Considering how proud Kevin Hart is of the headquarters of his company, you’d think the place would be downright palatial. But it’s not. It’s simple, almost austere. It’s a series of small offices, a reception area and a conference room, and it takes up a floor of a nondescript building in downtown Encino, Calif., on Ventura Boulevard, across from a Korean BBQ joint. The rooms are sparsely furnished. There are a lot of photos and posters of Hart, of course, but otherwise there is no expensive art, no designer tchotchkes on the credenzas, no tasteful floor coverings that could fund a motion picture production.
No, the thing about this office that fills Kevin Hart with such pride isn’t its appearance. It’s the fact that it’s still his.
Back in 2009, when he took out a two-year lease on just a small portion of the space to house his startup, HartBeat Productions, Hart was worried he wasn’t going to be able to afford it. This was before his comedy specials became some of the highest-grossing of all time. Before his social media profile grew to near record-setting proportions. Before Kevin Hart Day was declared in Philadelphia. Before he became one of the biggest stars on Earth.
“When I first got here,” he says, “and this is before the money was where it is now, this was the dream. Every day I get to see this and I get to go, ‘Oh my God, how am I going to do it, man? Shit. I done took out the two-year goddamn lease on this place!’ ’”
But he loved the “aspirational” view from what is still his personal office, and he had a plan, drawn from a hard-earned epiphany. Historically, comedians and actors, even very successful ones, are simply cogs in a very large machine. For all the fame, and the money and the glamour, they are essentially powerless against the whims of that machine. They are the product. They do their best, work their hardest, earn what they can and at the end of the day, they’re left with fading fame and whatever money they were able to bank along the way.
Hart saw this state of affairs early in his stand-up comedy career and decided to try something different. Something risky. The idea was this: Create something lasting. Something that will go on when you’re done. Don’t just show up, do your best and then go away. Don’t make money mostly for other people. Own what you do. Perfect your craft, of course, but in so doing, create a sustainable, revenue-generating enterprise that can run profitably long after the world has had enough of seeing your face and hearing your jokes.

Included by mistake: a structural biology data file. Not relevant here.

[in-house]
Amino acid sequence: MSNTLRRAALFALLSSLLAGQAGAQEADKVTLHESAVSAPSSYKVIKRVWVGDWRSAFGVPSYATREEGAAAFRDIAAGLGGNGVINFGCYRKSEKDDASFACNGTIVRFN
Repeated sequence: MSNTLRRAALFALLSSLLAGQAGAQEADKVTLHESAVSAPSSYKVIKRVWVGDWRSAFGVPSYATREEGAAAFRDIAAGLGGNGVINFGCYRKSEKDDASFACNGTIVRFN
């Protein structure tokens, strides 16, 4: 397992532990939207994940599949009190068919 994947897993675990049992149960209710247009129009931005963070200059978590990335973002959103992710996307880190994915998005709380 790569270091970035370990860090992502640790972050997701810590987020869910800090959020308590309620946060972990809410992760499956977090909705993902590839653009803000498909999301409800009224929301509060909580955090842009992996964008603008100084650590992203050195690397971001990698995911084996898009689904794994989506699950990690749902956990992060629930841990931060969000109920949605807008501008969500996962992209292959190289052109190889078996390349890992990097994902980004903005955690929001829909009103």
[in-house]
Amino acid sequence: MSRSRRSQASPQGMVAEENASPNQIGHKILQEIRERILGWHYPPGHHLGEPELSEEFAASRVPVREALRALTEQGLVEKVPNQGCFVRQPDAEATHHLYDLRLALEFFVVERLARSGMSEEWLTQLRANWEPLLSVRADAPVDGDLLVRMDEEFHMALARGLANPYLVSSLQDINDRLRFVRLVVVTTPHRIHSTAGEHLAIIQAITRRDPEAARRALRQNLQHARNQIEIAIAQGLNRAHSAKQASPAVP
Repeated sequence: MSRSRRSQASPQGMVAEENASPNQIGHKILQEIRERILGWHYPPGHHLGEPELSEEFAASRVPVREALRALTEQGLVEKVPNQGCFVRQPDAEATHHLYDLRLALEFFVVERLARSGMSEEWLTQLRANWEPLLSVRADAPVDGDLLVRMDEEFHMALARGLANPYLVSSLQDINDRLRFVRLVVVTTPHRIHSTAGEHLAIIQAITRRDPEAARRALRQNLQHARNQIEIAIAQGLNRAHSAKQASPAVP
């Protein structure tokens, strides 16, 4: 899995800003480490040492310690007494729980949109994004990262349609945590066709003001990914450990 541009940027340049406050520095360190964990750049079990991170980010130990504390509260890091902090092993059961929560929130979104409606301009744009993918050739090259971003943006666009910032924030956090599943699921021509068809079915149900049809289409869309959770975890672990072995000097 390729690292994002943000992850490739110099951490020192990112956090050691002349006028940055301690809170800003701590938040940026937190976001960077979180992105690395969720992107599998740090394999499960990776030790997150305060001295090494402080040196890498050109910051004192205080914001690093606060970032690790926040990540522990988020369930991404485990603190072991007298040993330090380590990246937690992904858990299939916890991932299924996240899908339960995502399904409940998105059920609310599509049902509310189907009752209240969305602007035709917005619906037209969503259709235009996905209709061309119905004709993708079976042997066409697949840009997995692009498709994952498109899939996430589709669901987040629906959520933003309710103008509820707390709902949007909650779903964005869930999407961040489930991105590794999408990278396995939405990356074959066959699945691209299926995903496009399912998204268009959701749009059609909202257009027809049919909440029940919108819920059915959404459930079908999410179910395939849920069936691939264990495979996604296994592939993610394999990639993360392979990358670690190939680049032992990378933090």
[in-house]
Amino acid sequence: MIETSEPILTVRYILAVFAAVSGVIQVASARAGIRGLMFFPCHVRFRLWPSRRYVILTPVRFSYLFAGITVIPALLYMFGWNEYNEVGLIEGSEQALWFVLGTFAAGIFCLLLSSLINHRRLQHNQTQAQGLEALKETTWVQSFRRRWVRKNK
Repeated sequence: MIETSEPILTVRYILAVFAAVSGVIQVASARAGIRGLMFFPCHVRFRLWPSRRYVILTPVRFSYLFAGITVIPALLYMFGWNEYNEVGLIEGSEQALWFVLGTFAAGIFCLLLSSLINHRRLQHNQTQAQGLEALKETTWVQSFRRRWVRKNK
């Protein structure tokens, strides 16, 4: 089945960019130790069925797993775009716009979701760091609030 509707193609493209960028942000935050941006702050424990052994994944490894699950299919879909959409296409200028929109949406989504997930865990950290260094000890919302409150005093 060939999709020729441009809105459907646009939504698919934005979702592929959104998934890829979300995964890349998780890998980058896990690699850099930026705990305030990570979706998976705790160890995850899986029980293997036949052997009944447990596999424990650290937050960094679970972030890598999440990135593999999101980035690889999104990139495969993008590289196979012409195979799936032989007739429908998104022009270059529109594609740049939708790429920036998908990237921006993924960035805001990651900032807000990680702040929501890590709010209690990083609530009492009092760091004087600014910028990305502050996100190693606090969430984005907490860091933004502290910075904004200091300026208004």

In short, the idea Kevin Hart had, as he stood nervously in that office in 2009, was this: Don’t be the cog. Be the machine.
And so he is.
For much of comedy’s history, someone else was making more off the jokes than the comedian. An entire infrastructure — agents, managers, promoters, producers, investors, club owners, theater owners — made bank off the backs of these entertainers. Comedians were traditionally paid a flat fee to perform, meaning they didn’t see a cut of the ticket sales. They did not own the rights to their stand-up specials, films or TV shows. Someone else, usually the producer, made money licensing the rights to those works in perpetuity. Comedians generally didn’t get any “back-end participation,” a percentage of the revenue generated by a film.
To make it big, to be seen and heard, comedians had to go through someone else, and that someone else wrote the rules, and those rules were not favorable to them. Even though this is no longer entirely the case, trappings of that old system remain. Most comedians are still in it.
Kevin Hart wanted out.
Born and raised by his single mom, Nancy Hart, in Philadelphia, Hart had worked out his unique mix of self-deprecating yet boastful comedy on the East Coast club circuit. In 1999, he caught the eye of legendary comedy manager Dave Becky, who has helped plot the careers of some of the most famous comedians in the world, including Amy Poehler, Louis CK and Aziz Ansari. Becky signed him, and Hart came to Hollywood in 2000 and landed TV pilots and movie roles almost immediately. But none of them really hit, so Hart decided to try a different approach, Becky tells me. “He said, ‘I’m going to go and become the greatest, biggest comedian in the world, and then Hollywood will start calling me up and not making me audition.’ ”
Hart went to the woodshed. He studied and toured and worked and got better. He started booking bigger and bigger comedy shows. He built a fan base and did a couple of stand-up comedy specials, all under the traditional rules where someone else owned all the rights.
The turning point came one night back in 2007, when Hart walked out on stage and saw the room wasn’t full. He’d been paid a nice fee — as always — but this time something nagged him. “The comedians go in and they get the money and go on the show,” he says. “Maybe it’s full or maybe not. The big thing is we got the money.” For Hart, that mentality was self-defeating over the long term. “I thought, How am I ever going to grow as a talent if every show I go to isn’t full? How’s my fan base going to grow?I thought, I’m not doing this.”
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